Despite losing ground to Auto-calls as the high yield structured product of choice, Reverse Convertibles retain decent market share. For this article we will define Reverse Convertibles as being income seeking structured products with a fixed maturity and which are capital at risk through the presence of a European or American barrier.
The two types of reverse convertible
Two main types of Reverse Convertible exist, those that pay fixed unconditional income through the life of the product and those that have contingent income, typically which gets paid if all underlyings are above a coupon barrier level. For example a product may be linked to a single stock and have a European barrier of 60% which determines whether it will repay full capital. The fixed income version might pay a coupon of 10% at a given frequency such as quarterly. The contingent income version instead could pay a (higher) coupon of 12% but only if the underlying is above a barrier (perhaps at 70%) at each coupon date. It is easy to see that other things being equal, the investor would expect to get a higher coupon rate for the contingent or barrier version because the coupon is not certain.
For Auto-calls the use of the coupon barrier (sometimes named “Phoenix”) is very common and accounts for a big share of that sector. However, for Reverse Convertibles the use of contingent coupons is less common as we will now analyse.
The Auto-call product type has achieved blanket coverage in many markets and its enticing blend of returns, timing and protection have made it very popular.
There are many similarities between Reverse Convertibles and capital at risk Auto-calls. Both aim for yield and the typical capital return at maturity is often the same: full capital unless a barrier level has been breached in which case the return of the product is equal to the level of the underlying asset price return.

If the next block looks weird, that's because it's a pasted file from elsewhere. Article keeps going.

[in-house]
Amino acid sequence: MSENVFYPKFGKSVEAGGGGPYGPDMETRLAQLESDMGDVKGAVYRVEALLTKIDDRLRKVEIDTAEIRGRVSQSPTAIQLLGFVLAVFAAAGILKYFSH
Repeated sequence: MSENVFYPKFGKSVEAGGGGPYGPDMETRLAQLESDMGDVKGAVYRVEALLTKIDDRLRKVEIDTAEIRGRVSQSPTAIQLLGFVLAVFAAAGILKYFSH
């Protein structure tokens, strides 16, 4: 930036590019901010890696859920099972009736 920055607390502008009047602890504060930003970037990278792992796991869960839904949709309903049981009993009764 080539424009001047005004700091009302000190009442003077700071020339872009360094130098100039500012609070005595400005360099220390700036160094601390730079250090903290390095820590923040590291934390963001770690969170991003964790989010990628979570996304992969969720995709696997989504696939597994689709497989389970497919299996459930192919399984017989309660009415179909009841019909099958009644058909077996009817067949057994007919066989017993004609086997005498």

Why Auto-calls are different
However there are two key differences in the payoff profile of the two product types. The Reverse Convertible is designed to produce income whereas many Auto-calls pay a return only once called. The other difference is that the reverse convertible has a fixed maturity and an Auto-call by construction is likely to mature early in any positive scenario.
Therefore when comparing an Auto-call with a reverse convertible with the same maximum maturity, underlying and final barrier level the headline yield for the Auto-call is significantly higher, often nearly twice as much as could be offered for a reverse convertible. These optics and payoff characteristics are part of the reason that Auto-calls have long replaced reverse convertibles as the yield instrument of choice in the structured products world.
The rationale for Auto-calls is to aim for high yield defined in the loosest sense: either through income or a fixed returns when the product is called. Calling typically occurs when the market has achieved its target, which can be equal to, higher or lower than the initial levels of the underlying. Most Auto-calls have reasonable capital protection and are well suited to a portfolio approach of investment diversified by underlying or timing. Because of the inherent uncertainty in Auto-calls, barrier conditions on any income payment are not viewed as unreasonable or adding to the complexity.
However Reverse Convertibles are aimed more at traditional income seeking investors who want the certainty of income even though they are prepared to take some capital risk. Alternatives outside structured products for these investors include corporate bonds, convertible bonds and high yielding equities. All of these have reasonably certain income streams with some capital risk.
It would therefore be illogical and unacceptable to most income seeking investors to have potential income that could be completely missed for one or more income periods which could occur if a coupon barrier is present. There is a high auto-correlation effect too, once a coupon has been missed the underlyings would require growth in order to pay income again.
Therefore there is a high risk that income would remain unpaid for a significant period. For many true income seeking investors this trade off in order to boost the headline yield would make the product unappealing.
In a MiFID II world in Europe as well as best practice in other markets distributors may be nervous about promoting a product which carries significant liability and reputational risk by failing to deliver on its key rationale.
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